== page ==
The names: 1. Zwinge, 2. Shedd, 3. Day, 4. Burnham, 5. Kimball, 6. Seale, 7. Priebe
In an album of vintage photos I have collected through the years one of my favorites is the photograph I found at a yard sale featuring eight WWI soldiers. Two of the men are holding what appears to be grapes in their hats. Two others are holding small boxes. I've tried very hard to read what is written on the boxes, but the writing is too blurry. A previous owner of the photo taped a list of the men's names to the back. He numbered each man and by the corresponding number wrote his name. The top of the list is dated, "France, Oct. 1917."
I've always assumed the men are Americans. They look American, their names seem to be American, and the uniforms based on other photos seem to be American. America first went into France to aid in the war in June 1917. This is four months before the date of the photo. These men don't look as if they've seen much battle. They are possibly newly arrived at the front. They are clean. Their uniforms are not torn and they seem so cheerful, so unaware of the fate that awaits them. I think it is the grapes that move me the most. I can imagine the men, relatively untraveled, marveling at being in France, seeing the grape vines and then like children picking some.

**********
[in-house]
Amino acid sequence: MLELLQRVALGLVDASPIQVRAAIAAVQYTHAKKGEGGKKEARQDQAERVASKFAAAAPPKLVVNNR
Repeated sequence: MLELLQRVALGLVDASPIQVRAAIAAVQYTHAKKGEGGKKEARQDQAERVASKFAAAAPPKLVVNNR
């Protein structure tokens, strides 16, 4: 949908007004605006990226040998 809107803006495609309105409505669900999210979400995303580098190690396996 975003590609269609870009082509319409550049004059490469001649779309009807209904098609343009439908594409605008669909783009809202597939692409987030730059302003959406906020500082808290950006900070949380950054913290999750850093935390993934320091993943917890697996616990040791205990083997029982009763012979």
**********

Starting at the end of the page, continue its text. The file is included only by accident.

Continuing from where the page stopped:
There's no way to know their ultimate fate short of studying war records based on the last names here. Possibly it was not good. WWI has been called one of the deadliest conflicts in history. Ten million people, civilian and military, were killed as a result of the war. Most died in combat, but disease, mainly influenza killed many. The USA alone lost 116,708 soldiers. Russia lost over one million.
Now these men are frozen in time in a moment of relaxation and even happiness. I don't think I want to know what came next.
(See more WWI photos)